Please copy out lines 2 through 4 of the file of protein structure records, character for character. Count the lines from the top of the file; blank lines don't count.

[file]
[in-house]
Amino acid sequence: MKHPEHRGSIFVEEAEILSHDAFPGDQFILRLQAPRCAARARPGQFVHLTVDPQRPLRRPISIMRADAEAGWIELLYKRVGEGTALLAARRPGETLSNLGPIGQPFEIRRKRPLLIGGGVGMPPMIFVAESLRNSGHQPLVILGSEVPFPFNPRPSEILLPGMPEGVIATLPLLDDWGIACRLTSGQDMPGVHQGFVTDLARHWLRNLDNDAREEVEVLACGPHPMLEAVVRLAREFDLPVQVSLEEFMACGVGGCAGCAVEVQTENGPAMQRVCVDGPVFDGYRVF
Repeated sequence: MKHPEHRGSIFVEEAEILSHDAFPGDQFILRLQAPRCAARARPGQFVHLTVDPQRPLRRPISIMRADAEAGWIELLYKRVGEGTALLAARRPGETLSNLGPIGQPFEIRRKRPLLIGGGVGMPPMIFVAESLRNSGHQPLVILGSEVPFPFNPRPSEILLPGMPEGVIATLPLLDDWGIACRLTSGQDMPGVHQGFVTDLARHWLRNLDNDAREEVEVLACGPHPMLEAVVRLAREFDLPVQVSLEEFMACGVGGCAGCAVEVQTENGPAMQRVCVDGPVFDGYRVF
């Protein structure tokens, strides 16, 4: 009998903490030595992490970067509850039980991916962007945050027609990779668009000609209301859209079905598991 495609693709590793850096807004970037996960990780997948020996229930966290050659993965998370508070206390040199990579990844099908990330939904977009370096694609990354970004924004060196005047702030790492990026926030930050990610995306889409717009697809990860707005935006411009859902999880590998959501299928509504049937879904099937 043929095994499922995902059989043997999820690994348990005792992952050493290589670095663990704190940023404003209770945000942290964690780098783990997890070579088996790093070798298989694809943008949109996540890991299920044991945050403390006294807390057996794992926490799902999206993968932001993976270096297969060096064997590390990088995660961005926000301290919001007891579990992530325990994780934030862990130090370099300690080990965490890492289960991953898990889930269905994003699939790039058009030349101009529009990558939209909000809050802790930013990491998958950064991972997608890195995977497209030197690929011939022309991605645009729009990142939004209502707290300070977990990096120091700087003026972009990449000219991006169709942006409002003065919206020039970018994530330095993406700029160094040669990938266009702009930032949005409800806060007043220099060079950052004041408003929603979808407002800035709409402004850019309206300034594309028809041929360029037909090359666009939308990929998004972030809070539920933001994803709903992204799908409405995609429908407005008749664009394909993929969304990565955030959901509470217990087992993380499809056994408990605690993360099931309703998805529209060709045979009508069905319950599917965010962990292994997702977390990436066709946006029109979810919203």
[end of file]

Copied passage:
Amino acid sequence: MKHPEHRGSIFVEEAEILSHDAFPGDQFILRLQAPRCAARARPGQFVHLTVDPQRPLRRPISIMRADAEAGWIELLYKRVGEGTALLAARRPGETLSNLGPIGQPFEIRRKRPLLIGGGVGMPPMIFVAESLRNSGHQPLVILGSEVPFPFNPRPSEILLPGMPEGVIATLPLLDDWGIACRLTSGQDMPGVHQGFVTDLARHWLRNLDNDAREEVEVLACGPHPMLEAVVRLAREFDLPVQVSLEEFMACGVGGCAGCAVEVQTENGPAMQRVCVDGPVFDGYRVF
Repeated sequence: MKHPEHRGSIFVEEAEILSHDAFPGDQFILRLQAPRCAARARPGQFVHLTVDPQRPLRRPISIMRADAEAGWIELLYKRVGEGTALLAARRPGETLSNLGPIGQPFEIRRKRPLLIGGGVGMPPMIFVAESLRNSGHQPLVILGSEVPFPFNPRPSEILLPGMPEGVIATLPLLDDWGIACRLTSGQDMPGVHQGFVTDLARHWLRNLDNDAREEVEVLACGPHPMLEAVVRLAREFDLPVQVSLEEFMACGVGGCAGCAVEVQTENGPAMQRVCVDGPVFDGYRVF
């Protein structure tokens, strides 16, 4: 009998903490030595992490970067509850039980991916962007945050027609990779668009000609209301859209079905598991 495609693709590793850096807004970037996960990780997948020996229930966290050659993965998370508070206390040199990579990844099908990330939904977009370096694609990354970004924004060196005047702030790492990026926030930050990610995306889409717009697809990860707005935006411009859902999880590998959501299928509504049937879904099937 043929095994499922995902059989043997999820690994348990005792992952050493290589670095663990704190940023404003209770945000942290964690780098783990997890070579088996790093070798298989694809943008949109996540890991299920044991945050403390006294807390057996794992926490799902999206993968932001993976270096297969060096064997590390990088995660961005926000301290919001007891579990992530325990994780934030862990130090370099300690080990965490890492289960991953898990889930269905994003699939790039058009030349101009529009990558939209909000809050802790930013990491998958950064991972997608890195995977497209030197690929011939022309991605645009729009990142939004209502707290300070977990990096120091700087003026972009990449000219991006169709942006409002003065919206020039970018994530330095993406700029160094040669990938266009702009930032949005409800806060007043220099060079950052004041408003929603979808407002800035709409402004850019309206300034594309028809041929360029037909090359666009939308990929998004972030809070539920933001994803709903992204799908409405995609429908407005008749664009394909993929969304990565955030959901509470217990087992993380499809056994408990605690993360099931309703998805529209060709045979009508069905319950599917965010962990292994997702977390990436066709946006029109979810919203």